Hitchcock's definition of cinema is "a succession of images," Lucio Fulci's bold incoherence honors it as a sensory experience: The blind girl (Cinzia Monreale) presses her fingers to a canvas, a bell shrieks, she runs off with bloody palms. Kicking it off is a Louisiana calvary slathered with sepia and unspeakable violence -- a lynch party seeks a warlock and bricks up a gaunt aesthete behind a wall, though not before crucifying him and dissolving his face with acid. The unholy setting is a rotting hotel built on an infernal gateway, decades later its owner (Catriona MacColl), an English bird by way of New York City, comes to New Orleans to repair it. Evil streams out in a parade of astonishing necro-lyrical frissons, with human flesh crumbling as readily as plaster. Logic decomposes, a long shot of a figure in the distance cuts to a mega close-up of Monreale's blank orbs, caustic liquids are poured onto a woman's face until it becomes a puddle of strawberry foam inching toward her pigtailed daughter. "I'm a doctor. I won't accept irrational explanations," David Warbeck says. Fulci disagrees, because he knows film is made for nightmares, and casts himself with bowtie and dubbed-in Dixie drawl to usher in a doozy -- Anthony Flees takes a tumble from a library ladder and tarantulas crawl out for lunch, feasting on lips, nose, eyelids, tongue. While reviewers complain about dialogue and plot, Fulci does his best work in nauseous moods and textures, having a maid reach into black fluid to find a bluish, bearded ghoul in the drained bathtub, or sullying the sterility of hospital hallways with splattered viscera ("autopsy theatre," announces one sign). It all builds to a despairing tableau, bare but for the "sea of darkness" that allows the filmmaker's visions. With Antoine Saint-John, Veronica Lazar, Giovanni De Nava, and Maria Pia Marsala.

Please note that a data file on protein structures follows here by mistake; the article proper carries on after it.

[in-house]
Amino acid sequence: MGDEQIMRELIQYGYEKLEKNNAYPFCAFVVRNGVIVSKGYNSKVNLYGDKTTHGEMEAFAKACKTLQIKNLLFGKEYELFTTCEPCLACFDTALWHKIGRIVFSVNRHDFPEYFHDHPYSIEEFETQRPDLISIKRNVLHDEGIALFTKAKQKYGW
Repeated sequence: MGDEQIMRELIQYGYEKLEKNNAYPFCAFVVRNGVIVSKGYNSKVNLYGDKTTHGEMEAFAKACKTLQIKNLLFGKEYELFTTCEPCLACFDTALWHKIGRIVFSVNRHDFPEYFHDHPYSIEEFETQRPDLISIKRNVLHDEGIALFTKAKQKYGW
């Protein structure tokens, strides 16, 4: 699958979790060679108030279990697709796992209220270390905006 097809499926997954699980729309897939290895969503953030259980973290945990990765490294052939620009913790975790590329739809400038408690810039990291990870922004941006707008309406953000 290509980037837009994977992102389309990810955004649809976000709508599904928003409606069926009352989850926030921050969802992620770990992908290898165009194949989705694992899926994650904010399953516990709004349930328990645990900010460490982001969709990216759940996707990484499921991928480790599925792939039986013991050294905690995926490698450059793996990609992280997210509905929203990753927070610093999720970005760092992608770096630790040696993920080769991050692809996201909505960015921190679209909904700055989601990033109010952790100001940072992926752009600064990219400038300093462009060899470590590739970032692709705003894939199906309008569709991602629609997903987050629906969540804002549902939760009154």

--- Fernando F. Croce